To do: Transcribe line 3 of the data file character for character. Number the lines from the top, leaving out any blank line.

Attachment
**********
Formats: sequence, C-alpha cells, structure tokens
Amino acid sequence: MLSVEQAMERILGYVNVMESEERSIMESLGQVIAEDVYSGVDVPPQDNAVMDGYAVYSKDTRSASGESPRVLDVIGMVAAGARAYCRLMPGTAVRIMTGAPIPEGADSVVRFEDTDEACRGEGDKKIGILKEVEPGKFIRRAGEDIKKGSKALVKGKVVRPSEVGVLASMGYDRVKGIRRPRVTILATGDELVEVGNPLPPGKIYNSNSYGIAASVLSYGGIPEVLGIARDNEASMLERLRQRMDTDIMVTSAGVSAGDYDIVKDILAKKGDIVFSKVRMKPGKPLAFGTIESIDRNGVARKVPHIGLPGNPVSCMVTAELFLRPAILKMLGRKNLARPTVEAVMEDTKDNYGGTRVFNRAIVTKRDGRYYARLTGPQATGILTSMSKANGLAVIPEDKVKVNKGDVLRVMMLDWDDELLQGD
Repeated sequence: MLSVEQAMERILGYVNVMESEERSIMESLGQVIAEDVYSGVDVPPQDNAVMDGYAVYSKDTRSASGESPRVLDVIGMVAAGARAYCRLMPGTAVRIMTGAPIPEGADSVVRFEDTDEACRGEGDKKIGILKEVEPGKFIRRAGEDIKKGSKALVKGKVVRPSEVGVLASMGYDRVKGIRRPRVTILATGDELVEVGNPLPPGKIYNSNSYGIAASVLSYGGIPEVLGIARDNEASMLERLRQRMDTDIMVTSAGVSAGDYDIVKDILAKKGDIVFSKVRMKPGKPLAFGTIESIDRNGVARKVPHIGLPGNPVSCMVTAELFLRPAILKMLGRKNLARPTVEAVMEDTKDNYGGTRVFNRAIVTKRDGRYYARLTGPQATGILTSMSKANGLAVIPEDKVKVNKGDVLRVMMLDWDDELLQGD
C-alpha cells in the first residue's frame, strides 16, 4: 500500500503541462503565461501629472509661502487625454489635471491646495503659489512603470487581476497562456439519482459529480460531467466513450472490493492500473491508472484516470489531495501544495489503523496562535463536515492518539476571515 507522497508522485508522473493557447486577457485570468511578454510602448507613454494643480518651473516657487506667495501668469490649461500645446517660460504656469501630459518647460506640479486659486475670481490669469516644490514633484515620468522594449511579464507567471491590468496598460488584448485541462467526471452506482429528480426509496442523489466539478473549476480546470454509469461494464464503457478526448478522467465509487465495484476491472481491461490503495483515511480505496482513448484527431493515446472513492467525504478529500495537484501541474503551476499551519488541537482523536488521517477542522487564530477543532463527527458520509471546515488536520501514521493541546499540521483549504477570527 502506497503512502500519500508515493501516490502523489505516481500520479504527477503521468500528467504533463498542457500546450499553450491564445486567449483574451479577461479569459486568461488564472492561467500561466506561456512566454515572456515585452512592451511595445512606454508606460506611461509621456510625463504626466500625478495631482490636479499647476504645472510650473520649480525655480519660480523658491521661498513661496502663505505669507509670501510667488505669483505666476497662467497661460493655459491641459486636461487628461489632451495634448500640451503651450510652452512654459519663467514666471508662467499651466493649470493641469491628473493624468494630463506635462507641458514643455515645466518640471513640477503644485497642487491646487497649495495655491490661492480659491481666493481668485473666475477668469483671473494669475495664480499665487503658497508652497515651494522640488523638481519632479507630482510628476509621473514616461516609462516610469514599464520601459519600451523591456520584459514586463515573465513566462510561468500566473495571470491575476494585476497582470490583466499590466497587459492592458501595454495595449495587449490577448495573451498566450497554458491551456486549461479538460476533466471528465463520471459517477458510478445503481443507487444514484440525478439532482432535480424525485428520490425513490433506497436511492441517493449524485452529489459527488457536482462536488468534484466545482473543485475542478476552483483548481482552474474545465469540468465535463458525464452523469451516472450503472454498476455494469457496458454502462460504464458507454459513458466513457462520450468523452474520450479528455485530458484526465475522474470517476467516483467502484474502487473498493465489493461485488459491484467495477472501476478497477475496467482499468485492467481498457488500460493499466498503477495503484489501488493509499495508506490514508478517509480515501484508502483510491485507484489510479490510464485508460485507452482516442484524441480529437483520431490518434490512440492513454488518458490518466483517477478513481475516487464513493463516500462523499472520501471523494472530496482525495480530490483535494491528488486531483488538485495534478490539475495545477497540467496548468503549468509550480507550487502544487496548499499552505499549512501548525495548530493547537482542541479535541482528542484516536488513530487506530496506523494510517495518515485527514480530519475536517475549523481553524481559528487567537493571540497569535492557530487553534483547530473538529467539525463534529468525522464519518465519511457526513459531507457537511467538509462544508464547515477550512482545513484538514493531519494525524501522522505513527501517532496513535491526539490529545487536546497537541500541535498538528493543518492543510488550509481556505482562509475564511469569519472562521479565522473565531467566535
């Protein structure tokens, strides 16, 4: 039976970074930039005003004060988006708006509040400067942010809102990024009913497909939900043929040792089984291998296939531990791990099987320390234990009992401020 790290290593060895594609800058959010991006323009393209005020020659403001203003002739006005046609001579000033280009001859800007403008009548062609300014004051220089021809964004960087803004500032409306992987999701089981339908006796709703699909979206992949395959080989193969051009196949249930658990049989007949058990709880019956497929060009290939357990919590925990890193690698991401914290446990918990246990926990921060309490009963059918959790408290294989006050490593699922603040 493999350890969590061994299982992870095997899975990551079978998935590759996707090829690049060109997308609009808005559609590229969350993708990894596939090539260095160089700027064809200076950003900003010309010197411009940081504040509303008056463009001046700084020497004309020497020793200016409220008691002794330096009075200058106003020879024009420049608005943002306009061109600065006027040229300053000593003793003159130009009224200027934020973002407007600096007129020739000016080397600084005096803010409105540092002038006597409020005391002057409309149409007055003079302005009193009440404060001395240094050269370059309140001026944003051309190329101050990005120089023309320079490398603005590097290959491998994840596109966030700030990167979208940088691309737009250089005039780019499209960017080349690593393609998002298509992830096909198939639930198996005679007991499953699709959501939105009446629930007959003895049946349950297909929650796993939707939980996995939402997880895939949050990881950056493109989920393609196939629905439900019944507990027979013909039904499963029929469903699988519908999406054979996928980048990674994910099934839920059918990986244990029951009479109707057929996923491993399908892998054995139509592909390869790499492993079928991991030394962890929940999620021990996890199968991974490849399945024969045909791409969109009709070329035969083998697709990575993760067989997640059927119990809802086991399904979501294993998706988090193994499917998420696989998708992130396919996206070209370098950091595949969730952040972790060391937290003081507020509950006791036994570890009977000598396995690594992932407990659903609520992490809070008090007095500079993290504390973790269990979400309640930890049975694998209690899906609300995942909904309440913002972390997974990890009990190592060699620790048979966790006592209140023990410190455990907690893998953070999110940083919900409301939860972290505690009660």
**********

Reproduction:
Repeated sequence: MLSVEQAMERILGYVNVMESEERSIMESLGQVIAEDVYSGVDVPPQDNAVMDGYAVYSKDTRSASGESPRVLDVIGMVAAGARAYCRLMPGTAVRIMTGAPIPEGADSVVRFEDTDEACRGEGDKKIGILKEVEPGKFIRRAGEDIKKGSKALVKGKVVRPSEVGVLASMGYDRVKGIRRPRVTILATGDELVEVGNPLPPGKIYNSNSYGIAASVLSYGGIPEVLGIARDNEASMLERLRQRMDTDIMVTSAGVSAGDYDIVKDILAKKGDIVFSKVRMKPGKPLAFGTIESIDRNGVARKVPHIGLPGNPVSCMVTAELFLRPAILKMLGRKNLARPTVEAVMEDTKDNYGGTRVFNRAIVTKRDGRYYARLTGPQATGILTSMSKANGLAVIPEDKVKVNKGDVLRVMMLDWDDELLQGD